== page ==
Long-awaited TIA-942 is expected to fulfill a recognized need for infrastructure requirements.
April 1, 2005
The new data centre standard was ap-proved for publication at the last Telecommunications Industry Association (TIA) TR 42.1 subcommittee meeting in February. It should be available shortly from Global Engineering Documents at www.globalihs.com.
“Telecommunications Infrastructure Standard for Data Centres” TIA-942 gives a good understanding of all aspects of data centre design including the facility planning, the cabling system and the network design. The standard provides design requirements for both the cabling and the physical infrastructure (pathways and spaces).
It includes informative annexes on a wide variety of subjects related to the data centre design such as data centre sizing and site selection, cabling system infrastructure administration, architectural and structural considerations, security and fire protection guidelines, electrical and mechanical systems, application distances, and access provider coordination and demarcation. In addition, the standard provides specifications for data centre reliability which are organized into four tiers where Tier 1 has no redundancy and Tier 4 provides the highest degree of fault tolerance.
A data centre is configured in a star topology which includes the following telecommunications spaces: entrance room, main distribution area (MDA), horizontal distribution area (HDA), zone distribution area (ZDA) and equipment distribution area (EDA).
The entrance room is the space where the data centre structured cabling system interfaces with campus cabling systems and the access provider cabling systems.
A data centre may have multiple entrance rooms for redundancy or to avoid exceeding maximum circuit length restrictions. The standard provides guidance regarding maximum circuit lengths in data centres.
MDA includes the main cross-connect (MC), which is the central point of distribution for the data centre structured cabling system The MDA typically houses core routers and switches for the data centre LAN and SAN infrastructure.
HDA includes a horizontal cross-connect (HC), the distribution point for horizontal cabling to equipment distribution areas. The HDA typically houses LAN switches, SAN switches, and KVM switches for the equipment in the equipment distribution areas.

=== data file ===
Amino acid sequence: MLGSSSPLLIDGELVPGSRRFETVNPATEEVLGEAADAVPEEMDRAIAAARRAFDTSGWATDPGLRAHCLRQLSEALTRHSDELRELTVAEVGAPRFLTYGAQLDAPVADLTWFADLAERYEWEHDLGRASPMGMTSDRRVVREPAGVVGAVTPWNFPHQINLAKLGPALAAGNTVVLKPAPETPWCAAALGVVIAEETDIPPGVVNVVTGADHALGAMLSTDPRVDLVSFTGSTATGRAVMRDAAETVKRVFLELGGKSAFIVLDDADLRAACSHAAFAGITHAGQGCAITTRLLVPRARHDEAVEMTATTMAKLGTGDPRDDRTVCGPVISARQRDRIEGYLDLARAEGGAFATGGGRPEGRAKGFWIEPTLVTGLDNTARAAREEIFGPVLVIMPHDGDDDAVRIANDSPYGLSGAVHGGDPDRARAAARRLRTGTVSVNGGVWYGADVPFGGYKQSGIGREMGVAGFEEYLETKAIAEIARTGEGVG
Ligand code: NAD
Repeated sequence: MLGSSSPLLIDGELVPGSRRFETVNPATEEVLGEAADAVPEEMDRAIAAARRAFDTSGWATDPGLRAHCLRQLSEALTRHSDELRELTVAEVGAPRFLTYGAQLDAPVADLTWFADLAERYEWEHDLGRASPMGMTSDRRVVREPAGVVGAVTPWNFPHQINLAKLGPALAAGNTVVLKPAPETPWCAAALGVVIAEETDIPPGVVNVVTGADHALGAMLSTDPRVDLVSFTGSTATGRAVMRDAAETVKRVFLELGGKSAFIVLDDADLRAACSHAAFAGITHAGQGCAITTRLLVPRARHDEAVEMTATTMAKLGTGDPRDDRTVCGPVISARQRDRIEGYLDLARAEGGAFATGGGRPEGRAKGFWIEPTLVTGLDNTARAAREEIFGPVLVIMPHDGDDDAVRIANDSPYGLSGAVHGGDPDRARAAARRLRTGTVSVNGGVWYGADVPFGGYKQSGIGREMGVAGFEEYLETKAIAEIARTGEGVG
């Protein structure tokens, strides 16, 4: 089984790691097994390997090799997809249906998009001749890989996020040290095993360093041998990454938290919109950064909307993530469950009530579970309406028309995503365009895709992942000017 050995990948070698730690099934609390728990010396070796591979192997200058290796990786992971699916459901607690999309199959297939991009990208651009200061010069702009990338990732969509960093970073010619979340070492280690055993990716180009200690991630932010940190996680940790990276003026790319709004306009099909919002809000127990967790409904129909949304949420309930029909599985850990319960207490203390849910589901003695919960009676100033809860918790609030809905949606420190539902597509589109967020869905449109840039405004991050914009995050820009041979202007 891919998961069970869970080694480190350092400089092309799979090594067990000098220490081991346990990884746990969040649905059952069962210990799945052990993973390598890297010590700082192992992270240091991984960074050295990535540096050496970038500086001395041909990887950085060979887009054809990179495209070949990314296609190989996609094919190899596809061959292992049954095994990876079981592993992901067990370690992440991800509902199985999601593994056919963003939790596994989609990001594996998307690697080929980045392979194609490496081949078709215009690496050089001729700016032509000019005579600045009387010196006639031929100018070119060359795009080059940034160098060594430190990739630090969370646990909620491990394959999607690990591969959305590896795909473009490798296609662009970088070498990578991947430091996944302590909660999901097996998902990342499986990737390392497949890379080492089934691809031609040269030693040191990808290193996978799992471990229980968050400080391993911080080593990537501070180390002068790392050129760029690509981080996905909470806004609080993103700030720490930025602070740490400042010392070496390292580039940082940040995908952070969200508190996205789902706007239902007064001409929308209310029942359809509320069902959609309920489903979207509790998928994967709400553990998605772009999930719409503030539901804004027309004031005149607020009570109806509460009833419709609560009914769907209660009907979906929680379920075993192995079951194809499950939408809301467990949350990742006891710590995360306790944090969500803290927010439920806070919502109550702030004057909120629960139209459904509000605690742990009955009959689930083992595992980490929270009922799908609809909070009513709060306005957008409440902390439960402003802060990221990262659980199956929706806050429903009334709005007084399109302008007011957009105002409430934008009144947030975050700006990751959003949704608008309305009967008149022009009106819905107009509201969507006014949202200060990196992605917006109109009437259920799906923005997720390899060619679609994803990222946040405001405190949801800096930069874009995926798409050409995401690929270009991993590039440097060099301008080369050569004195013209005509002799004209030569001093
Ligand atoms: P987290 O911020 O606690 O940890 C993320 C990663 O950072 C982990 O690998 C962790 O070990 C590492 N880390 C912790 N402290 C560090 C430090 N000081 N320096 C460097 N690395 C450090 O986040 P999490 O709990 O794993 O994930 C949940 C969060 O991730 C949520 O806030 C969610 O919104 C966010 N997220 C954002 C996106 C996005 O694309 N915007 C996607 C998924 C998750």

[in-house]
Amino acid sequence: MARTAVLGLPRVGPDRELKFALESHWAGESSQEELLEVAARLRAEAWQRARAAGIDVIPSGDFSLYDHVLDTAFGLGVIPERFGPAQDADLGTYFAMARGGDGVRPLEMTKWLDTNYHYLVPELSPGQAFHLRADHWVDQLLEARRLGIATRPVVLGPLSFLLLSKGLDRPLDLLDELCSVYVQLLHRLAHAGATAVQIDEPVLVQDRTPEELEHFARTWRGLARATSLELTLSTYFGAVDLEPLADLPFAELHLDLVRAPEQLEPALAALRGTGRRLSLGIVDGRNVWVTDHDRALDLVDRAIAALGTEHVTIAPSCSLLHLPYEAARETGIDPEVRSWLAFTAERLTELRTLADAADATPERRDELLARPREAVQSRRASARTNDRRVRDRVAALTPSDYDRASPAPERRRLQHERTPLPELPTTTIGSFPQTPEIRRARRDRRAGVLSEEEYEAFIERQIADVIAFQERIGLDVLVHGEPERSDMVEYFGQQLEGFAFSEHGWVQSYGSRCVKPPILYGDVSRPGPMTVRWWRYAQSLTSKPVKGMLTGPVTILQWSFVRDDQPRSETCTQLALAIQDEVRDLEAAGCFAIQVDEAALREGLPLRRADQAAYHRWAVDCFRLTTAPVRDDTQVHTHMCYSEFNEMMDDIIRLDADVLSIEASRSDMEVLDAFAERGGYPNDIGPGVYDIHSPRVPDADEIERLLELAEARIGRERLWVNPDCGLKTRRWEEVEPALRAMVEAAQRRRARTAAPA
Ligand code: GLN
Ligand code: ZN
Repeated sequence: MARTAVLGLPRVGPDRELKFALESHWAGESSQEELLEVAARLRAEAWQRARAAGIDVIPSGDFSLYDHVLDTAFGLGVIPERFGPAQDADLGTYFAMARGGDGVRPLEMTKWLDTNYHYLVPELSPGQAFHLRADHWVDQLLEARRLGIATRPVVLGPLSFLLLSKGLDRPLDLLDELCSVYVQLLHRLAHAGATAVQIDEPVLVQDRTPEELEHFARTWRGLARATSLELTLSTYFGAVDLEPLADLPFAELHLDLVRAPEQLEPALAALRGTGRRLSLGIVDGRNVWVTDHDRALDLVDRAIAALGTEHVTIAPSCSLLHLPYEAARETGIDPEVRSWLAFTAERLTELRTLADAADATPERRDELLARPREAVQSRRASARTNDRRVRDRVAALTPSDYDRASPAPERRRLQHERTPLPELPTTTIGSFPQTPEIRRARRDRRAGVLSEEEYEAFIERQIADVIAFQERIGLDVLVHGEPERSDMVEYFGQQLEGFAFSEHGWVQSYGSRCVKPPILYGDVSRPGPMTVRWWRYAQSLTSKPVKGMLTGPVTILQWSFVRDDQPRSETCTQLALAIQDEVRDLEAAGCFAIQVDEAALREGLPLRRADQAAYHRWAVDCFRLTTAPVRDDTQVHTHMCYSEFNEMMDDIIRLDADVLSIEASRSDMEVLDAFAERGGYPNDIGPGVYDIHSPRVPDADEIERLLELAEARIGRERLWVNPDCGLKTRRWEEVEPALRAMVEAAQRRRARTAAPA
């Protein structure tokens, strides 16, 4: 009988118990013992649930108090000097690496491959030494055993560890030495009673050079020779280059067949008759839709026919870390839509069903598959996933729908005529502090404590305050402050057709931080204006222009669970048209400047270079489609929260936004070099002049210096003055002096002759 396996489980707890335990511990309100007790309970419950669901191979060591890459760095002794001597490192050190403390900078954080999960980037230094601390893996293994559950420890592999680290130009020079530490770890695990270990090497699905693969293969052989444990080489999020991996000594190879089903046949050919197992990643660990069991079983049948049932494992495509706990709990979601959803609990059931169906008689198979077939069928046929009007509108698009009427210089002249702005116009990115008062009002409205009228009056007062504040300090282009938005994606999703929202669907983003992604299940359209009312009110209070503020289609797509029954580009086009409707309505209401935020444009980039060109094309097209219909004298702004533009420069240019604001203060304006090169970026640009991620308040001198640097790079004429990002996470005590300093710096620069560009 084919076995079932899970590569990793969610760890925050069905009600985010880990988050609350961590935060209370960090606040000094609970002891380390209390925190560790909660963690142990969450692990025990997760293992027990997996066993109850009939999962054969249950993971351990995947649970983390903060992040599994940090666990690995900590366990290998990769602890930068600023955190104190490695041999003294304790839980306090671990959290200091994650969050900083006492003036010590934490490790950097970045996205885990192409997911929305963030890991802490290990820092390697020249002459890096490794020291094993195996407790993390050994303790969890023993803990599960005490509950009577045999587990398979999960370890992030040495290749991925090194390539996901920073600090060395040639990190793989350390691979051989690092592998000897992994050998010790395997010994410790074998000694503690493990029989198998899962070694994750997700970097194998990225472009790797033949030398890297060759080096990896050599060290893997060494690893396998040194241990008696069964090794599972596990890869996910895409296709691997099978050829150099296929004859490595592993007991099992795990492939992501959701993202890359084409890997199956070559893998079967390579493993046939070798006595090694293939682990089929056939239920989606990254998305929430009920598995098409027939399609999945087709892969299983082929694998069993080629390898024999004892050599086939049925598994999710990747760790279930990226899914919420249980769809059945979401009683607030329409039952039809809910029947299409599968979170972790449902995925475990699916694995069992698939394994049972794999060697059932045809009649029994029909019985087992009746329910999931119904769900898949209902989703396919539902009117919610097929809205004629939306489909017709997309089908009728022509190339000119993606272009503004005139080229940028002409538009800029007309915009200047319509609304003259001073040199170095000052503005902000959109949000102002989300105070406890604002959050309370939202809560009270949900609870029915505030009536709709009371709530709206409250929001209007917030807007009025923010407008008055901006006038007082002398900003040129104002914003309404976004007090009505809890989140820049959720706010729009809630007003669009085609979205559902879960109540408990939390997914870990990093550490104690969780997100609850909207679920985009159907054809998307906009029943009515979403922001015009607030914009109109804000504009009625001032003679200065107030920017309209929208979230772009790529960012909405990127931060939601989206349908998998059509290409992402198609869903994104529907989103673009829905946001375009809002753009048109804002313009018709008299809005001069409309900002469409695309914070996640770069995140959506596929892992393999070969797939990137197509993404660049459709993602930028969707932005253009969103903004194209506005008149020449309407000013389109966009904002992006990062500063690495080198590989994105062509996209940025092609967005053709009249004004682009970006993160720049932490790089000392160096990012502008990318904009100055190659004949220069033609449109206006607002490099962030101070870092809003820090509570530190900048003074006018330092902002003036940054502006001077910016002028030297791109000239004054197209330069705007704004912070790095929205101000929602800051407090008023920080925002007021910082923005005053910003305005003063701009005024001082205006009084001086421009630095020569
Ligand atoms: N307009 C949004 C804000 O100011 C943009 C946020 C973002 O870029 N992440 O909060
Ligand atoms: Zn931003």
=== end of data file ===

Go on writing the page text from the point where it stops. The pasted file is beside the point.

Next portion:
There may be an optional interconnection point within the horizontal cabling, called a zone distribution area (ZDA) between the horizontal distribution area and the equipment distribution area to allow frequent reconfiguration and flexibility.
EDA is the space allocated for end equipment, including computers and telecommunications equipment. Horizontal cabling is terminated in the EDA on outlets, which are typically located on patch panels mounted in an equipment cabinet or rack.
The standard recognizes that an EDA may include equipment that are directly cabled to each other — for example, switches and blade servers or servers and peripherals.
Cabling Media: The standard recognizes multiple media types to support a wide variety of applications, but it recommends that the highest capacity cabling media be used for new installations to maximize the flexibility and useful life of the data centre cabling infrastructure.
The recognized media are 100-ohm twisted-pair cable (ANSI/TIA/EIA-568-B.2); category 6 is recommended (ANSI/TIA/EIA-568-B.2-1); multimode optical fiber cable (ANSI/TIA/EIA-568- B.3); 50/125 micron 850 nm laser optimized multimode fiber is recommended (ANSI/TIA-568- 16 B.3-1); singlemode optical fiber cable (ANSI/TIA/EIA-568-B.3); 75-ohm (734 and 735 type) coaxial cable (Telcordia Technologies GR-139-CORE) and coaxial connectors (ANSI T1.404).
These cables and connectors are recommended to support T-3, E-1, and E-3 circuits.
It recognizes a variety of cabling pathways, including the access floor (raised floor) systems and overhead cable tray systems that are typically used in data centres.
Equipment rows are recommended to be arranged in an alternating pattern, with the fronts of cabinets/racks facing each other to create hot and cold aisles.
Equipment should be placed with “cold” air intake at the front of the cabinet or rack, and “hot” air exhaust out the back.
This is the culmination of a lot of engineering effort from the members of the task group who participated in formulating the document.
Special thanks to Chris Diminico and Jonathan Jew, the co-chairs of the task group, and to Julie Roy as the editor, for their contribution in developing the document.
Paul Kish is Director, IBDN Systems & Standards at Belden CDT Networking Division (NORDX). He is also vice chair of the TR-42 engineering committee.
Disclaimer: The information presented is the author’s view and is not official TIA correspondence.